For so long as con artists have been with us so too have opportunistic robbers who concentrate in pulling down other scam artists. This is the story about a small grouping of Pakistani Web page makers who apparently have produced an impressive living impersonating some of the most used and popular “carding” markets, or online stores that offer stolen credit cards.
One extremely popular carding site that has been included in-depth at KrebsOnSecurity — Joker’s Deposit — brags that the an incredible number of credit and debit card reports available via their service were stolen from retailers firsthand.
That is, the people running Joker’s Stash state they’re coughing vendors and immediately offering card knowledge stolen from these merchants. jokerstash Deposit has been linked to many new retail breaches, including these at Saks Sixth Avenue, Lord and Taylor, Bebe Stores, Hilton Accommodations, Jason’s Deli, Whole Ingredients, Chipotle and Sonic. Certainly, with these types of breaches, the very first signs that some of the organizations were hacked was when their customers’charge cards began arriving available on Joker’s Stash.
Joker’s Deposit maintains a presence on a few cybercrime boards, and its homeowners use these community reports to remind potential consumers that its Internet site — jokerstashdotbazar — is the only path into the marketplace.
The administrators constantly advise consumers to keep yourself informed there are lots of look-alike shops set up to steal logins to the actual Joker’s Stash or to create off with any resources settled with the impostor carding shop as a prerequisite to shopping there.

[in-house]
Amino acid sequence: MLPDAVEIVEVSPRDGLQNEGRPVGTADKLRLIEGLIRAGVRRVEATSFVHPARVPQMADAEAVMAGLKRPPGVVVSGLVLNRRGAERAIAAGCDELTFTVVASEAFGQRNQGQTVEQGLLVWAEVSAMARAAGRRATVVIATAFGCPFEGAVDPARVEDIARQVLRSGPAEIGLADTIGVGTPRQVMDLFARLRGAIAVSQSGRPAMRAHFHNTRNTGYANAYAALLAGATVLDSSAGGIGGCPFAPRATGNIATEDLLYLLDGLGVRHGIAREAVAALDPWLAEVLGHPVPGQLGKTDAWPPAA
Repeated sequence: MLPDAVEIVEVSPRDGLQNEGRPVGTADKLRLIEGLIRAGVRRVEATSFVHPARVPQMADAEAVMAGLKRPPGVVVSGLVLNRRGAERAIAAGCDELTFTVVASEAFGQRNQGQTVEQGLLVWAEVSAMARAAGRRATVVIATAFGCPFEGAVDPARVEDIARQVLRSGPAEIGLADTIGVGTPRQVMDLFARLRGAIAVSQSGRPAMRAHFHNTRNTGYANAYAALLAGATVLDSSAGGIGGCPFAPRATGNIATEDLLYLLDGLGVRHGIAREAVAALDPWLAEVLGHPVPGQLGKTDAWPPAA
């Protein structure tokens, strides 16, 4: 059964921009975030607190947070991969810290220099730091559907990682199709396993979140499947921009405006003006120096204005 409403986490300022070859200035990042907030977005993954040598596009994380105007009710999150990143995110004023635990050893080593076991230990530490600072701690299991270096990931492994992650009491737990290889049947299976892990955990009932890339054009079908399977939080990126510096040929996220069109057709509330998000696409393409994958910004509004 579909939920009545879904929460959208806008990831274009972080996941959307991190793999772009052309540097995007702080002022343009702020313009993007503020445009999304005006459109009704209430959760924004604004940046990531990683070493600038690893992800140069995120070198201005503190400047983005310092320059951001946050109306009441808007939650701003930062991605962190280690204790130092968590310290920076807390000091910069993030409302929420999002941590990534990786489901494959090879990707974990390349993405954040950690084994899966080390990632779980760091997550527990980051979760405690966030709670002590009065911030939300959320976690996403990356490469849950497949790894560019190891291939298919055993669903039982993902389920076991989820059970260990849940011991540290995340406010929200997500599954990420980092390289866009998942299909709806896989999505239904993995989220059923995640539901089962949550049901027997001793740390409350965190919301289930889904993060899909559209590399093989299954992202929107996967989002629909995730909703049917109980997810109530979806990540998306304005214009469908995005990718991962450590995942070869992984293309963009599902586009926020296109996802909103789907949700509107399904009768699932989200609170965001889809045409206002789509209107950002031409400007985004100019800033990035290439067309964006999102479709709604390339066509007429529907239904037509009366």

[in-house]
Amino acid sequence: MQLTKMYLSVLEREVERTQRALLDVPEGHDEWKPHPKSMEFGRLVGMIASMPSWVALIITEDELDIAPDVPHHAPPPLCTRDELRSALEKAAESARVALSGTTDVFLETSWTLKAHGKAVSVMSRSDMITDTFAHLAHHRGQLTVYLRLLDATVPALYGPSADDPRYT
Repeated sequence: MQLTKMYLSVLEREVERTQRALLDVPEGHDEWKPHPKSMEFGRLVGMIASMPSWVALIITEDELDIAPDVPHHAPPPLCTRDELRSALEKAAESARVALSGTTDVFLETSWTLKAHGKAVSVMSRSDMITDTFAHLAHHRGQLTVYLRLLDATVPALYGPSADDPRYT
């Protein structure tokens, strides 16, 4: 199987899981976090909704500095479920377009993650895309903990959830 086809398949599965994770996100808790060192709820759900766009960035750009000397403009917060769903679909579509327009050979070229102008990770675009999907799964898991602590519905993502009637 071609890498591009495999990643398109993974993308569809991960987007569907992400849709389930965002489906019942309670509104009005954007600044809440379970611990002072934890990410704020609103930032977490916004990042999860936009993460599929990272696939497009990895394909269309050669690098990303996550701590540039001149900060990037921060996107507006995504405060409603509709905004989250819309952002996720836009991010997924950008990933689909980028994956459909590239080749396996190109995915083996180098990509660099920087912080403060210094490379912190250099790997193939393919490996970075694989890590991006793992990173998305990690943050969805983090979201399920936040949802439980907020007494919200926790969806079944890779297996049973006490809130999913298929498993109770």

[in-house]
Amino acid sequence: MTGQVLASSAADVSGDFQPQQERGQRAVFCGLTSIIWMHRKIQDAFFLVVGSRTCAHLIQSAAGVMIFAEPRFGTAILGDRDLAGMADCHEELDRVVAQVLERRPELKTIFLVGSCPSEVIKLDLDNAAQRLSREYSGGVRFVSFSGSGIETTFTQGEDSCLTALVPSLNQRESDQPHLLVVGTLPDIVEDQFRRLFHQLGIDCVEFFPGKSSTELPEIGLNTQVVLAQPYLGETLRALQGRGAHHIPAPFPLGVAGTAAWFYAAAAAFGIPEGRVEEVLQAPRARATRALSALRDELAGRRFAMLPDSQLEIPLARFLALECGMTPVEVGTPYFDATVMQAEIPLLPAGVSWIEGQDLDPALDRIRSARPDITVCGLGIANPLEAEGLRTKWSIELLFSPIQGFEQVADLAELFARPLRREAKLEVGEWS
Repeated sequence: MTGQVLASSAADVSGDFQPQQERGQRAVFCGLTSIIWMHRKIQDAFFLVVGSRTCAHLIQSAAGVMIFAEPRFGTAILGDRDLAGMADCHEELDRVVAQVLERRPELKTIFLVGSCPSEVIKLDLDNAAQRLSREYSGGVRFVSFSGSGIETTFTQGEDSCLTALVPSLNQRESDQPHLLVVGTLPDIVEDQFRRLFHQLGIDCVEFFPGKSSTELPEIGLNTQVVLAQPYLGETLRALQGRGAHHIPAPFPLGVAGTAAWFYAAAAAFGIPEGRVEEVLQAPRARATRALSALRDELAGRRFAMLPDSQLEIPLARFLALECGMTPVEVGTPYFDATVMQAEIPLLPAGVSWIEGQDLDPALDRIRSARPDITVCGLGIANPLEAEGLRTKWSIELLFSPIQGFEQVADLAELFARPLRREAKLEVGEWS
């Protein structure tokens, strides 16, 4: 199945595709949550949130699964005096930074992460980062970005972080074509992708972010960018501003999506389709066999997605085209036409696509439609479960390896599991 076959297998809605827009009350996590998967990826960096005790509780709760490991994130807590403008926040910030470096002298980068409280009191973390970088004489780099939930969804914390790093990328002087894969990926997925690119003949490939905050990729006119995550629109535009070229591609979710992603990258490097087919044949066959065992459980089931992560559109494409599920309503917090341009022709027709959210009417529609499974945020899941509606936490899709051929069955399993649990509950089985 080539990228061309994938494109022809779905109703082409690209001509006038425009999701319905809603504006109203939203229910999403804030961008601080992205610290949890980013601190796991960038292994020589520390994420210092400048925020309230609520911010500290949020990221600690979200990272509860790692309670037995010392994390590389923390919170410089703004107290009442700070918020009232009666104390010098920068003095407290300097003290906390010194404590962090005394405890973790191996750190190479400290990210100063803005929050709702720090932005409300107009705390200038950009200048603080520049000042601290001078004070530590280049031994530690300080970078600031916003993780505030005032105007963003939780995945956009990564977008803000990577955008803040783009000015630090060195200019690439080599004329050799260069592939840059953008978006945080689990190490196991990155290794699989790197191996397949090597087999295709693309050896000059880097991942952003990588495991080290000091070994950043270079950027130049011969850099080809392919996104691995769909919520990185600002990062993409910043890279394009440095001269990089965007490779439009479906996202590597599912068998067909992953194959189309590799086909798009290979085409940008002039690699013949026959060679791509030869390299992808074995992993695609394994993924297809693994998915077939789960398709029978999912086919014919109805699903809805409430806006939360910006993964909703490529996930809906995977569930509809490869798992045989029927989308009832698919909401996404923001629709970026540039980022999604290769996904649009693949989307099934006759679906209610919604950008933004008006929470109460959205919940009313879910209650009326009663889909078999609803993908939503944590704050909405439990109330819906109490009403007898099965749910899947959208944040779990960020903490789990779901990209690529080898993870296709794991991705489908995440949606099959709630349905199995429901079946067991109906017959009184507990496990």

But that did not stop a outstanding safety researcher (not this author) from lately plunking down $100 in bitcoin at a niche site he thought was run by Joker’s Deposit (jokersstashdotsu). Instead, the entrepreneurs of the impostor website said the minimal deposit for watching stolen card data on the market had risen up to $200 in bitcoin.
The researcher, who asked not to be called, claimed he obliged by having an additional $100 bitcoin deposit, only to find that his username and code to the card store no longer worked. He’d been fooled by scammers conning scammers.
As it occurs, just before reading from this researcher I’d acquired a hill of research from Jett Chapman, yet another security researcher who swore he’d unmasked the real-world identity of the folks behind the Joker’s Stash carding empire.
Chapman’s study, comprehensive in a 57-page record shared with KrebsOnSecurity, pivoted from community information primary from exactly the same jokersstashdotsu that scammed my researcher friend.
“I’ve gone to some cybercrime boards wherever individuals who have used jokersstashdotsu that were puzzled about who they really were,” Chapman said. “Many of them left feedback expressing they’re scammers who will only ask for cash to deposit on the webpage, and then you may never hear from their store again.”
But in conclusion of Chapman’s record — that somehow jokersstashdotsu was related to the true criminals running Joker’s Deposit — didn’t ring fully accurate, although it was professionally documented and carefully researched. So with Chapman’s blessing, I provided his report with both researcher who’d been scammed and a police supply who’d been checking Joker’s Stash.
Equally established my suspicions: Chapman had unearthed a huge network of websites documented and set up around several years to impersonate a number of the greatest and longest-running criminal charge card robbery syndicates on the Internet.